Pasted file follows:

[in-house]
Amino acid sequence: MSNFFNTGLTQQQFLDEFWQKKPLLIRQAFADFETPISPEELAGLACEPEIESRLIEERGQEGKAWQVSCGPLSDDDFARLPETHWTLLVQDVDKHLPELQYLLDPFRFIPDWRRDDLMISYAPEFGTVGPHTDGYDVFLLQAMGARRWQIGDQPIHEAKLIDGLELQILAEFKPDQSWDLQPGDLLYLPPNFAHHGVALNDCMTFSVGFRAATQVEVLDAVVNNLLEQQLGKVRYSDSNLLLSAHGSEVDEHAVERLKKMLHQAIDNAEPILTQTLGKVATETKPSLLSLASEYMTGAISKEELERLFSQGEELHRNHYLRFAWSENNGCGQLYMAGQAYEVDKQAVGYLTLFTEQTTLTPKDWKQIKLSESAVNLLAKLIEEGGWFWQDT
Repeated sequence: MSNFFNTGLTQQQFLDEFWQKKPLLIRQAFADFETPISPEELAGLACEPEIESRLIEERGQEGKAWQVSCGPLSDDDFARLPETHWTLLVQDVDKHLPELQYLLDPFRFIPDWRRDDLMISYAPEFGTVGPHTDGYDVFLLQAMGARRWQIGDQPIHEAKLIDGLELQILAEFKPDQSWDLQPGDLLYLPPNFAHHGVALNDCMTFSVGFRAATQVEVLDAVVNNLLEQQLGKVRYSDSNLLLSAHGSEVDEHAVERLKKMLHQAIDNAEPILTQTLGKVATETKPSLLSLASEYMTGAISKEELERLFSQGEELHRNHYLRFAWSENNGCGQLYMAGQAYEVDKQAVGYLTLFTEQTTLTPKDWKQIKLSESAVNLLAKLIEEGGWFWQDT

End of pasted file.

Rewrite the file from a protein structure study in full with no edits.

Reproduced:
[in-house]
Amino acid sequence: MSNFFNTGLTQQQFLDEFWQKKPLLIRQAFADFETPISPEELAGLACEPEIESRLIEERGQEGKAWQVSCGPLSDDDFARLPETHWTLLVQDVDKHLPELQYLLDPFRFIPDWRRDDLMISYAPEFGTVGPHTDGYDVFLLQAMGARRWQIGDQPIHEAKLIDGLELQILAEFKPDQSWDLQPGDLLYLPPNFAHHGVALNDCMTFSVGFRAATQVEVLDAVVNNLLEQQLGKVRYSDSNLLLSAHGSEVDEHAVERLKKMLHQAIDNAEPILTQTLGKVATETKPSLLSLASEYMTGAISKEELERLFSQGEELHRNHYLRFAWSENNGCGQLYMAGQAYEVDKQAVGYLTLFTEQTTLTPKDWKQIKLSESAVNLLAKLIEEGGWFWQDT
Repeated sequence: MSNFFNTGLTQQQFLDEFWQKKPLLIRQAFADFETPISPEELAGLACEPEIESRLIEERGQEGKAWQVSCGPLSDDDFARLPETHWTLLVQDVDKHLPELQYLLDPFRFIPDWRRDDLMISYAPEFGTVGPHTDGYDVFLLQAMGARRWQIGDQPIHEAKLIDGLELQILAEFKPDQSWDLQPGDLLYLPPNFAHHGVALNDCMTFSVGFRAATQVEVLDAVVNNLLEQQLGKVRYSDSNLLLSAHGSEVDEHAVERLKKMLHQAIDNAEPILTQTLGKVATETKPSLLSLASEYMTGAISKEELERLFSQGEELHRNHYLRFAWSENNGCGQLYMAGQAYEVDKQAVGYLTLFTEQTTLTPKDWKQIKLSESAVNLLAKLIEEGGWFWQDT